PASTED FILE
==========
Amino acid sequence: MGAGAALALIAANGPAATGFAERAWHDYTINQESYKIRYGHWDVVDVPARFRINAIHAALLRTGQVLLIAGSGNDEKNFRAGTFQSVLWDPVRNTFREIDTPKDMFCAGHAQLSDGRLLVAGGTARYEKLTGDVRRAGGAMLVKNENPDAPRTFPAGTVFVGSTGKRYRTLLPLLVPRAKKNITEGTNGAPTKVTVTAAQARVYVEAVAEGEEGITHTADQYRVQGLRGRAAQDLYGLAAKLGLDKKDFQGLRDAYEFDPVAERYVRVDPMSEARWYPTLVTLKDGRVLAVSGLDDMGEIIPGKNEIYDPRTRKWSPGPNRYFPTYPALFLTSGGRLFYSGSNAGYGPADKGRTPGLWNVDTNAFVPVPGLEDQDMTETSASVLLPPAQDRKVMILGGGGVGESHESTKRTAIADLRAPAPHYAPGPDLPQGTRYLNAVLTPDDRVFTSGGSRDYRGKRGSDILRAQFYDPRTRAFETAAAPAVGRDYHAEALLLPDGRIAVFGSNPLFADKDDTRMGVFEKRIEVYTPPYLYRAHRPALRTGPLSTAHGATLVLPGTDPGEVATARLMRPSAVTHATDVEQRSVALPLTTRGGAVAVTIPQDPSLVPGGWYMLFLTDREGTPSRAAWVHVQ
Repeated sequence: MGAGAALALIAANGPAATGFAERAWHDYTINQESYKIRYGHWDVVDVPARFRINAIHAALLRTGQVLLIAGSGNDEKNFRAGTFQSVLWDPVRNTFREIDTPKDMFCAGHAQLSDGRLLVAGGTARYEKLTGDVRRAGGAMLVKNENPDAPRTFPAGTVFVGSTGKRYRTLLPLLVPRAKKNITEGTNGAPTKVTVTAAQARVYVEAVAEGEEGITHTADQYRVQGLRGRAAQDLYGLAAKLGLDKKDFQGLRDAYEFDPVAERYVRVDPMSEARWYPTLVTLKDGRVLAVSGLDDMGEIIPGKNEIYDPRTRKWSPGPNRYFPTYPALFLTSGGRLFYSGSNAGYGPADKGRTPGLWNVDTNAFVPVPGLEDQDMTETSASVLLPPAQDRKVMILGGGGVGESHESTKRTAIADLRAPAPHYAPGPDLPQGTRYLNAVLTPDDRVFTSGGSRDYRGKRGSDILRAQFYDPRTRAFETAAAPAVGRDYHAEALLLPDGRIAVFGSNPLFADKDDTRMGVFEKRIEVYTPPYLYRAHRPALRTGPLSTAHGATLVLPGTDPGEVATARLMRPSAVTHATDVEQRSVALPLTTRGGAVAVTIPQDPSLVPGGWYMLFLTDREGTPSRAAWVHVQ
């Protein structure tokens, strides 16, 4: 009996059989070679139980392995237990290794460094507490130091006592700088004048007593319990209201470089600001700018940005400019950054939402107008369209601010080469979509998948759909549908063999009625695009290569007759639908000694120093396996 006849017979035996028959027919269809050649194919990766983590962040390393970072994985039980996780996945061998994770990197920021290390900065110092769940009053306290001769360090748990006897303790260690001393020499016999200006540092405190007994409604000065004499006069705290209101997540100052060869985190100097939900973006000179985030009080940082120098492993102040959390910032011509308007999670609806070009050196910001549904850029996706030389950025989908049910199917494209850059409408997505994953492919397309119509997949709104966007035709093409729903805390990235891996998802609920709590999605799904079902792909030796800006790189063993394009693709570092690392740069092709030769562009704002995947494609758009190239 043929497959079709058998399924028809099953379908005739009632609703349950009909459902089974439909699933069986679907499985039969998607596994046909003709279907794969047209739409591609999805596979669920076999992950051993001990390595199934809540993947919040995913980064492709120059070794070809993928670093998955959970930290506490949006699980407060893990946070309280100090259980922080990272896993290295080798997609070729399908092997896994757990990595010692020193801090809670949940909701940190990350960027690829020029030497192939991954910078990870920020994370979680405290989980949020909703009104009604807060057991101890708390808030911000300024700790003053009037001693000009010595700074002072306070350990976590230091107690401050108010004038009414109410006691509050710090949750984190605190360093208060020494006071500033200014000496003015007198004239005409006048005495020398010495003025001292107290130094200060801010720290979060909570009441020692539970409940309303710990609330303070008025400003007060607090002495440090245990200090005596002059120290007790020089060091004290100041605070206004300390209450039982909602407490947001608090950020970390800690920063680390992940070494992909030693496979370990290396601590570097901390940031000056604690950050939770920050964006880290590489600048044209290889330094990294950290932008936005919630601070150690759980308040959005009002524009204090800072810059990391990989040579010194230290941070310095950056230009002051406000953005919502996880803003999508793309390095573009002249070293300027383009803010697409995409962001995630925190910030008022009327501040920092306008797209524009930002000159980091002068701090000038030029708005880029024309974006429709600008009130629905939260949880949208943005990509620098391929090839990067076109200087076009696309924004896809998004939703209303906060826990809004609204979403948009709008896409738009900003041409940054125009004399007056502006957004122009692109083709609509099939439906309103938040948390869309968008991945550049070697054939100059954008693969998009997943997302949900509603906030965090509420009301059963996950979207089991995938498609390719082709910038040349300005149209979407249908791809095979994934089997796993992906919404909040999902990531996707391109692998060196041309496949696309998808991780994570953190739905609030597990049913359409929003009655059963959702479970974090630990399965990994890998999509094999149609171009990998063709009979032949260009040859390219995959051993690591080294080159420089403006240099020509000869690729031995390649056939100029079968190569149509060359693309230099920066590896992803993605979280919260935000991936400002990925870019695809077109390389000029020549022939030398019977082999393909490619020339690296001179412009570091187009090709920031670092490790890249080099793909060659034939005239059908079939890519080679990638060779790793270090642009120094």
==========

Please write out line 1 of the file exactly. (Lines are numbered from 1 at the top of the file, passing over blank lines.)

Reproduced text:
Amino acid sequence: MGAGAALALIAANGPAATGFAERAWHDYTINQESYKIRYGHWDVVDVPARFRINAIHAALLRTGQVLLIAGSGNDEKNFRAGTFQSVLWDPVRNTFREIDTPKDMFCAGHAQLSDGRLLVAGGTARYEKLTGDVRRAGGAMLVKNENPDAPRTFPAGTVFVGSTGKRYRTLLPLLVPRAKKNITEGTNGAPTKVTVTAAQARVYVEAVAEGEEGITHTADQYRVQGLRGRAAQDLYGLAAKLGLDKKDFQGLRDAYEFDPVAERYVRVDPMSEARWYPTLVTLKDGRVLAVSGLDDMGEIIPGKNEIYDPRTRKWSPGPNRYFPTYPALFLTSGGRLFYSGSNAGYGPADKGRTPGLWNVDTNAFVPVPGLEDQDMTETSASVLLPPAQDRKVMILGGGGVGESHESTKRTAIADLRAPAPHYAPGPDLPQGTRYLNAVLTPDDRVFTSGGSRDYRGKRGSDILRAQFYDPRTRAFETAAAPAVGRDYHAEALLLPDGRIAVFGSNPLFADKDDTRMGVFEKRIEVYTPPYLYRAHRPALRTGPLSTAHGATLVLPGTDPGEVATARLMRPSAVTHATDVEQRSVALPLTTRGGAVAVTIPQDPSLVPGGWYMLFLTDREGTPSRAAWVHVQ